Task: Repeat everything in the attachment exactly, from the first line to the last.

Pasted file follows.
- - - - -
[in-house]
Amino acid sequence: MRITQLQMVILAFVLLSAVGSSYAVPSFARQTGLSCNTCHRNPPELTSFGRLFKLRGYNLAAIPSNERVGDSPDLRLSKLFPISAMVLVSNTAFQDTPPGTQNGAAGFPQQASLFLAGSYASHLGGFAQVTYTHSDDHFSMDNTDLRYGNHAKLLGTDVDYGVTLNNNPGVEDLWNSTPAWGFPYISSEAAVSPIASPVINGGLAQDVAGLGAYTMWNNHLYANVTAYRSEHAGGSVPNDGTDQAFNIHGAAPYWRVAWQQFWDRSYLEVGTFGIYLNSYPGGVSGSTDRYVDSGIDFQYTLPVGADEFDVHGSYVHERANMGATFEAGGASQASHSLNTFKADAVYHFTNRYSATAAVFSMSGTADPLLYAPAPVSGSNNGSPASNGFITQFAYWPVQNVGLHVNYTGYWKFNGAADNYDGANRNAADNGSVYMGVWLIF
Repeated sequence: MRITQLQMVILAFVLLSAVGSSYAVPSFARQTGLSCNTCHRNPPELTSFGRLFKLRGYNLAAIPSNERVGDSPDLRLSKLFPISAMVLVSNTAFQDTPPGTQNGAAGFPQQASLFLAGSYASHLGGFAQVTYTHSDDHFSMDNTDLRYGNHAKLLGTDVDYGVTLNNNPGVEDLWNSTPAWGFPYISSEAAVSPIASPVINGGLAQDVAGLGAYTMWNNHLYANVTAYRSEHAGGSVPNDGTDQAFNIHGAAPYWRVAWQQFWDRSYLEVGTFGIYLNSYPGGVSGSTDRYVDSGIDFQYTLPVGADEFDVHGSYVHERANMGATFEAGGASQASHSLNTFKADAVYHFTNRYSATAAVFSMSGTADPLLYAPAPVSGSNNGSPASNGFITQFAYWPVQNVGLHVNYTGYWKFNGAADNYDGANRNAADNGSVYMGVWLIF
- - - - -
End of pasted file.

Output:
[in-house]
Amino acid sequence: MRITQLQMVILAFVLLSAVGSSYAVPSFARQTGLSCNTCHRNPPELTSFGRLFKLRGYNLAAIPSNERVGDSPDLRLSKLFPISAMVLVSNTAFQDTPPGTQNGAAGFPQQASLFLAGSYASHLGGFAQVTYTHSDDHFSMDNTDLRYGNHAKLLGTDVDYGVTLNNNPGVEDLWNSTPAWGFPYISSEAAVSPIASPVINGGLAQDVAGLGAYTMWNNHLYANVTAYRSEHAGGSVPNDGTDQAFNIHGAAPYWRVAWQQFWDRSYLEVGTFGIYLNSYPGGVSGSTDRYVDSGIDFQYTLPVGADEFDVHGSYVHERANMGATFEAGGASQASHSLNTFKADAVYHFTNRYSATAAVFSMSGTADPLLYAPAPVSGSNNGSPASNGFITQFAYWPVQNVGLHVNYTGYWKFNGAADNYDGANRNAADNGSVYMGVWLIF
Repeated sequence: MRITQLQMVILAFVLLSAVGSSYAVPSFARQTGLSCNTCHRNPPELTSFGRLFKLRGYNLAAIPSNERVGDSPDLRLSKLFPISAMVLVSNTAFQDTPPGTQNGAAGFPQQASLFLAGSYASHLGGFAQVTYTHSDDHFSMDNTDLRYGNHAKLLGTDVDYGVTLNNNPGVEDLWNSTPAWGFPYISSEAAVSPIASPVINGGLAQDVAGLGAYTMWNNHLYANVTAYRSEHAGGSVPNDGTDQAFNIHGAAPYWRVAWQQFWDRSYLEVGTFGIYLNSYPGGVSGSTDRYVDSGIDFQYTLPVGADEFDVHGSYVHERANMGATFEAGGASQASHSLNTFKADAVYHFTNRYSATAAVFSMSGTADPLLYAPAPVSGSNNGSPASNGFITQFAYWPVQNVGLHVNYTGYWKFNGAADNYDGANRNAADNGSVYMGVWLIF